Although experts have long noted that music can enhance brain function, a recent study conducted at UT-Austin suggests that the age at which musical training begins also matters.
The researchers found that late-trained musicians performed better on cognitive decision-making tasks than early-trained musicians or non-musicians.
Psychology graduate student Kirsten Smayda and her team, which included communication sciences and disorders professor Bharath Chandrasekaran, asked nearly 70 UT-Austin students to participate in the Iowa Gambling Task to assess decision-making skills. Participants selected cards from four decks for points. Unknown to the participants, two of the decks offered more reward than penalty, while the other two offered more penalty than reward. Afterwards, the researchers analyzed the decks that participants chose most often.
Participants who had never played an instrument were classified as non-musicians, those who had started musical training before the age of eight as early-trained musicians and those who had started musical training after the age of eight as late-trained musicians.
“We found that the age at which (participants) began playing music in childhood significantly correlated with their overall performance,” Smayda said. “The later they began, the better they did on the Iowa Gambling Task.”
Although there’s no evidence yet for a causal link between age and decision-making skills, improved cognitive performance following later acquisition of musical training may be due to the maturation of the prefrontal cortex, which occurs very rapidly during late childhood.
“The reason we came up with this is that the skillsets that you need for cognitive decision-making rely on brain structures that have a very protracted development,” Chandrasekaran said. “And there are spurts in this development in the time that the individuals are also learning music. And (during this time) you’re learning more cognitive strategies that may help with the development of these brain structures.”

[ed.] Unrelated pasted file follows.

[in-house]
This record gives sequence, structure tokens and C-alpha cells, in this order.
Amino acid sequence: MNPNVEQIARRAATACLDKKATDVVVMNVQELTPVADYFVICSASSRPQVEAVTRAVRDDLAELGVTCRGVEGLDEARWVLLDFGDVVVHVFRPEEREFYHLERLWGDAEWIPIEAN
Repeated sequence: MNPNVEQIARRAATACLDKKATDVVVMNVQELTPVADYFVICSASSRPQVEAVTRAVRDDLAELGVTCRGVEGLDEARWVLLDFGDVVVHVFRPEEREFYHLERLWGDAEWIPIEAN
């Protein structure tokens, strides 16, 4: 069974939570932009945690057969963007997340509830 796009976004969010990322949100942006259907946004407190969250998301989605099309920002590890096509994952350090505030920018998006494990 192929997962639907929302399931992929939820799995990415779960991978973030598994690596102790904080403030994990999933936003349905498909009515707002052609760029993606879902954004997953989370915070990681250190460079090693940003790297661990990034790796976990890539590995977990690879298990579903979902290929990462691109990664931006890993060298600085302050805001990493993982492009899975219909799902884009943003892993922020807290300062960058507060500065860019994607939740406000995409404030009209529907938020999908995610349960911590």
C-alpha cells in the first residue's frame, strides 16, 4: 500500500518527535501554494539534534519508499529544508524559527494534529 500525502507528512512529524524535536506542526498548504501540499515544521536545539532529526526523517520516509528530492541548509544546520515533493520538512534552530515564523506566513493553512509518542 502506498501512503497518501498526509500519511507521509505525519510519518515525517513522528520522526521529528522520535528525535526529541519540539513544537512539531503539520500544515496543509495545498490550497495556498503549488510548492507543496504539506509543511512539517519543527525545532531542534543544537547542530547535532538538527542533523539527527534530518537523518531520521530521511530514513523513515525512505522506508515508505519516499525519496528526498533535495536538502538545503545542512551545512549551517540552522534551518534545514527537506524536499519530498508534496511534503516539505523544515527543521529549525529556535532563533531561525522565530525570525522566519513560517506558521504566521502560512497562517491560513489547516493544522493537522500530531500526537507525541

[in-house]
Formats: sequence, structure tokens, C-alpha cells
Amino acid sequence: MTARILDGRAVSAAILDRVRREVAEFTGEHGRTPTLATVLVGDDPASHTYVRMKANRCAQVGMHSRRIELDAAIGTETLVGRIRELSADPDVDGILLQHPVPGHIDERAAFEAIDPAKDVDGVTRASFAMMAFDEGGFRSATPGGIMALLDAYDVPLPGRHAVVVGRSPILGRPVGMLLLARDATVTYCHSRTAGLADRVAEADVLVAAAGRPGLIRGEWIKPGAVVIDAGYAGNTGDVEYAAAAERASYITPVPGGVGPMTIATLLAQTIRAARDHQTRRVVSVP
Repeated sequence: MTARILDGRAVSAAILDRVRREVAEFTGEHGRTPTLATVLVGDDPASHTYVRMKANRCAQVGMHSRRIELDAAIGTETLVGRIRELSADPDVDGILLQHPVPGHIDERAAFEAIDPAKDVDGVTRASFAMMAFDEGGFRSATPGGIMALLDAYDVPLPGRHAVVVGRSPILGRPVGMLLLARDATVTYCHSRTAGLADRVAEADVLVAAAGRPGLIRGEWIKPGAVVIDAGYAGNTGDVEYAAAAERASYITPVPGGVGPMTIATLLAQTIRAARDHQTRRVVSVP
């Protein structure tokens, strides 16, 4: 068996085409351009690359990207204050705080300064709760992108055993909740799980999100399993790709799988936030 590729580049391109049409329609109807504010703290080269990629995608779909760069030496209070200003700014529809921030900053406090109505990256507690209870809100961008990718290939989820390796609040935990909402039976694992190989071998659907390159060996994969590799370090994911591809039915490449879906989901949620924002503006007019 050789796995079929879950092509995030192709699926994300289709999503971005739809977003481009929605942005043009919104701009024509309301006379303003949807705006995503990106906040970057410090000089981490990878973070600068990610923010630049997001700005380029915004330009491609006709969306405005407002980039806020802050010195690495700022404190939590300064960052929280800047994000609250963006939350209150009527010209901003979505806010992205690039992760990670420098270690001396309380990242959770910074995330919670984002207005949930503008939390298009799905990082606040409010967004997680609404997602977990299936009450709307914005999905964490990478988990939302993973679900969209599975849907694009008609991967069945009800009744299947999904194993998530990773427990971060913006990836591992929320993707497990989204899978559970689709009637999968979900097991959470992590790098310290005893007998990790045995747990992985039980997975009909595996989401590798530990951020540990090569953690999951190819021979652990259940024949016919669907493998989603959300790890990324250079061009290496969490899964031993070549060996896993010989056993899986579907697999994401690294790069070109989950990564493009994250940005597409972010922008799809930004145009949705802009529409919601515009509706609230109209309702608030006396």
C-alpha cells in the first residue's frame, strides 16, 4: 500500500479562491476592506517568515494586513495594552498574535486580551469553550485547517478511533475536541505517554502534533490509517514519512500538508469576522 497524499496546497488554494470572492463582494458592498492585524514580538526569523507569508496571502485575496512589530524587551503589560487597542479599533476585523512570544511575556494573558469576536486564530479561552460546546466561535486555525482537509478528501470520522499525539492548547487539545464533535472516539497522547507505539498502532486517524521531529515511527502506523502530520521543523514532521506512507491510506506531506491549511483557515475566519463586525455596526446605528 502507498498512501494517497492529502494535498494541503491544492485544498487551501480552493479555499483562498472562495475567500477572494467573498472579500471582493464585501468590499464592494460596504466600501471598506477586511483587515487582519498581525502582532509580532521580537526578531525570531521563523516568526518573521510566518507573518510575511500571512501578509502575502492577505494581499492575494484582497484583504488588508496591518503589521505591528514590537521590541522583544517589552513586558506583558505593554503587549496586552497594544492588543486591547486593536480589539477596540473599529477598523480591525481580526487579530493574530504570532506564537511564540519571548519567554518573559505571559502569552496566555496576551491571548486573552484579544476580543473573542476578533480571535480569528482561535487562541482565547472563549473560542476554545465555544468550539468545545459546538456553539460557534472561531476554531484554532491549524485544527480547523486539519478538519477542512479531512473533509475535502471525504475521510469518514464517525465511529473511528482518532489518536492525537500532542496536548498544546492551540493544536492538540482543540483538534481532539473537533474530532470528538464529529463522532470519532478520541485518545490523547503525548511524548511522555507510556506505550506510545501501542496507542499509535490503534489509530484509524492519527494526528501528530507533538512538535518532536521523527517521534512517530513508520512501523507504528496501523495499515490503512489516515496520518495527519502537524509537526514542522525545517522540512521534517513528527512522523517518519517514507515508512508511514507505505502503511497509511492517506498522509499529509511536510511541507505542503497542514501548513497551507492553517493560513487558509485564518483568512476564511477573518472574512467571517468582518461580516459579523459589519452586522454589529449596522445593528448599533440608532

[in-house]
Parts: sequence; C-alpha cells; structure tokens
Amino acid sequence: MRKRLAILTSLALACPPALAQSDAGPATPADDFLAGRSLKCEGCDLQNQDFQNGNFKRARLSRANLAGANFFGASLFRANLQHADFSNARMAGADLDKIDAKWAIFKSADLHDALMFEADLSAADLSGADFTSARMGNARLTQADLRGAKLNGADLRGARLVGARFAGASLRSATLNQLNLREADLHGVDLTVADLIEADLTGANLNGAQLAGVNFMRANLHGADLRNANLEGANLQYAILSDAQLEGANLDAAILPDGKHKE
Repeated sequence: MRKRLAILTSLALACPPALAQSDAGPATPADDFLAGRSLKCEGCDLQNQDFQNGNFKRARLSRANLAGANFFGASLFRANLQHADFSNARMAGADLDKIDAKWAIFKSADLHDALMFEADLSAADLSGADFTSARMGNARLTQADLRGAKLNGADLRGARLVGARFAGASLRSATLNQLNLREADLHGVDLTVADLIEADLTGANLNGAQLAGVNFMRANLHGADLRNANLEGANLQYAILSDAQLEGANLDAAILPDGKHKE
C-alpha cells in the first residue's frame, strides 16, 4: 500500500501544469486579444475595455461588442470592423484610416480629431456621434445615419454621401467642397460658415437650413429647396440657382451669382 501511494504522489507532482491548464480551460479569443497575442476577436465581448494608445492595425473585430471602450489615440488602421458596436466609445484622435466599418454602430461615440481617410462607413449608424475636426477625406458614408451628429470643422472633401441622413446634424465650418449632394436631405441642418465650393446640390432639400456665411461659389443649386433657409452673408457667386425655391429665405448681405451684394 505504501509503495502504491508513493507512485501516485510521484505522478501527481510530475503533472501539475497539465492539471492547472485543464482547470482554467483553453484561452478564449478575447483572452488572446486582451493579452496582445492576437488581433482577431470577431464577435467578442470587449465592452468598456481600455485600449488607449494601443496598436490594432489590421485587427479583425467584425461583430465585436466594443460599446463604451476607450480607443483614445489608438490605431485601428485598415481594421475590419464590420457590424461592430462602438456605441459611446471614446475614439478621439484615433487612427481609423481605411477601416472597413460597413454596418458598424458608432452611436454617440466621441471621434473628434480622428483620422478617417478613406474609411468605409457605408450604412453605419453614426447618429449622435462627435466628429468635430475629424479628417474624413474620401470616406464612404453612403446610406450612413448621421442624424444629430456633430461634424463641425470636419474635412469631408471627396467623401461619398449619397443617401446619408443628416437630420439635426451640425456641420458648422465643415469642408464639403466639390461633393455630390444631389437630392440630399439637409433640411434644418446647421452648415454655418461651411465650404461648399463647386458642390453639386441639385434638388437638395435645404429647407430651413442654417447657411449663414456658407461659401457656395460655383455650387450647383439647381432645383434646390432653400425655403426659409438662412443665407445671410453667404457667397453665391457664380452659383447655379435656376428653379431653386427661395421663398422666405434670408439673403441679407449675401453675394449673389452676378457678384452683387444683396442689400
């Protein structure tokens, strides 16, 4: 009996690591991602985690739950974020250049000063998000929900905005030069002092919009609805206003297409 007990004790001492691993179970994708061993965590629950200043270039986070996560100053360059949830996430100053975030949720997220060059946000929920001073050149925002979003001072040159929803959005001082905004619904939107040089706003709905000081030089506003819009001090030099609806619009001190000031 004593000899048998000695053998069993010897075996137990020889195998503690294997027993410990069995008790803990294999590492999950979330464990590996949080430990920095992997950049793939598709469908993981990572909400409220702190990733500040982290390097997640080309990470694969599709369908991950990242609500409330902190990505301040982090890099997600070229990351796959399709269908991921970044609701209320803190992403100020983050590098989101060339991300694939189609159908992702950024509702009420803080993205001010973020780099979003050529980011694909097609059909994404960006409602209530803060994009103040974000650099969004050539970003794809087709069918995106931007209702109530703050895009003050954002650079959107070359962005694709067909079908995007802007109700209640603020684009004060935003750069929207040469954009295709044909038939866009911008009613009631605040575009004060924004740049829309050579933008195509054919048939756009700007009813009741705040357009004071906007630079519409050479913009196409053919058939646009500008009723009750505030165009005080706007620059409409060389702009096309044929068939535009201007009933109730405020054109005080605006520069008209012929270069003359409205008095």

Exercising the prefrontal cortex, by learning how to play an instrument, during this critical period rather than before may confer more long-lasting cognitive benefits.
Smayda and her team first became interested in how music affects cognition after reading about other work in the field. Previous research indicated that starting musical training during early childhood or when the sensorimotor region of the brain is developing can improve motor skills.
Based on this information, Smayda hypothesized that starting musical training when the prefrontal cortex is developing most rapidly – late childhood – would improve cognitive skills.
The results, however, are still very complex, according to Chandrasekaran.
“Early-trained musicians are still better musicians,” Chandrasekaran said. “Early training leads to better working memory and selective attention. Later training is better for decision-making. (Cognition) is all very multi-dimensional.”
In addition, music can impact areas other than motor and cognitive skills, such as perceptual abilities. For example, musicians have better fidelity of sound than non-musicians, Chandrasekaran said.
The team’s work on cognitive function and musical training has broader implications.
Smayda is currently studying whether or not group piano lessons can improve seniors’ ability to hear in noisy, crowded places. Hearing effectively in these settings has both strong perceptual components, such as through taking in the sound itself, and strong cognitive components, such as through paying selective attention.
Improving seniors’ hearing has important implications for their well-being.
“If older adults can’t hear as well in these social environments, they’re less likely to go out and will (experience) increased social isolation, more depression and a lower quality of life,” Smayda said. “The idea that music may allow people to experience all that they used to is really exciting.”